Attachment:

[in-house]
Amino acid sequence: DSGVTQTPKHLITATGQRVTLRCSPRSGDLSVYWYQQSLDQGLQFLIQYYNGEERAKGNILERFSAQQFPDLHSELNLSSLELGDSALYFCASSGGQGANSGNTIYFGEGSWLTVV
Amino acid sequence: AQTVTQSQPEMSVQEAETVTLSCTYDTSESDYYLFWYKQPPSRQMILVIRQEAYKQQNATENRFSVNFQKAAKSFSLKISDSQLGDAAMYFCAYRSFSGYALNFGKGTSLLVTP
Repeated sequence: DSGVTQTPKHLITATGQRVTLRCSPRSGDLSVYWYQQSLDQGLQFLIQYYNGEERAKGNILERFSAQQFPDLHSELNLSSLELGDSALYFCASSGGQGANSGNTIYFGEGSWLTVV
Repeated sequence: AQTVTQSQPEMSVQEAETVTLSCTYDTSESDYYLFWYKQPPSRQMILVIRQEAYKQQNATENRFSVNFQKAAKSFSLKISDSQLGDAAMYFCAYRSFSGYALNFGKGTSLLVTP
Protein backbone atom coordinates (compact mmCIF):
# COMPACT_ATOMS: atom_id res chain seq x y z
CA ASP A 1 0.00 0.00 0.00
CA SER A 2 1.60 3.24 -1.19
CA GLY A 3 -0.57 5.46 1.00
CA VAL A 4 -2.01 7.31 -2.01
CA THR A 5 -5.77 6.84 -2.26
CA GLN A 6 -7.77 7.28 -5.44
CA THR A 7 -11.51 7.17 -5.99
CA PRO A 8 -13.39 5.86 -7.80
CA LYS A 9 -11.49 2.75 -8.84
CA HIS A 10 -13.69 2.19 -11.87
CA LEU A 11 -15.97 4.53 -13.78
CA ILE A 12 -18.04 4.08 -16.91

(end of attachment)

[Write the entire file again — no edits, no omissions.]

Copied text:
[in-house]
Amino acid sequence: DSGVTQTPKHLITATGQRVTLRCSPRSGDLSVYWYQQSLDQGLQFLIQYYNGEERAKGNILERFSAQQFPDLHSELNLSSLELGDSALYFCASSGGQGANSGNTIYFGEGSWLTVV
Amino acid sequence: AQTVTQSQPEMSVQEAETVTLSCTYDTSESDYYLFWYKQPPSRQMILVIRQEAYKQQNATENRFSVNFQKAAKSFSLKISDSQLGDAAMYFCAYRSFSGYALNFGKGTSLLVTP
Repeated sequence: DSGVTQTPKHLITATGQRVTLRCSPRSGDLSVYWYQQSLDQGLQFLIQYYNGEERAKGNILERFSAQQFPDLHSELNLSSLELGDSALYFCASSGGQGANSGNTIYFGEGSWLTVV
Repeated sequence: AQTVTQSQPEMSVQEAETVTLSCTYDTSESDYYLFWYKQPPSRQMILVIRQEAYKQQNATENRFSVNFQKAAKSFSLKISDSQLGDAAMYFCAYRSFSGYALNFGKGTSLLVTP
Protein backbone atom coordinates (compact mmCIF):
# COMPACT_ATOMS: atom_id res chain seq x y z
CA ASP A 1 0.00 0.00 0.00
CA SER A 2 1.60 3.24 -1.19
CA GLY A 3 -0.57 5.46 1.00
CA VAL A 4 -2.01 7.31 -2.01
CA THR A 5 -5.77 6.84 -2.26
CA GLN A 6 -7.77 7.28 -5.44
CA THR A 7 -11.51 7.17 -5.99
CA PRO A 8 -13.39 5.86 -7.80
CA LYS A 9 -11.49 2.75 -8.84
CA HIS A 10 -13.69 2.19 -11.87
CA LEU A 11 -15.97 4.53 -13.78
CA ILE A 12 -18.04 4.08 -16.91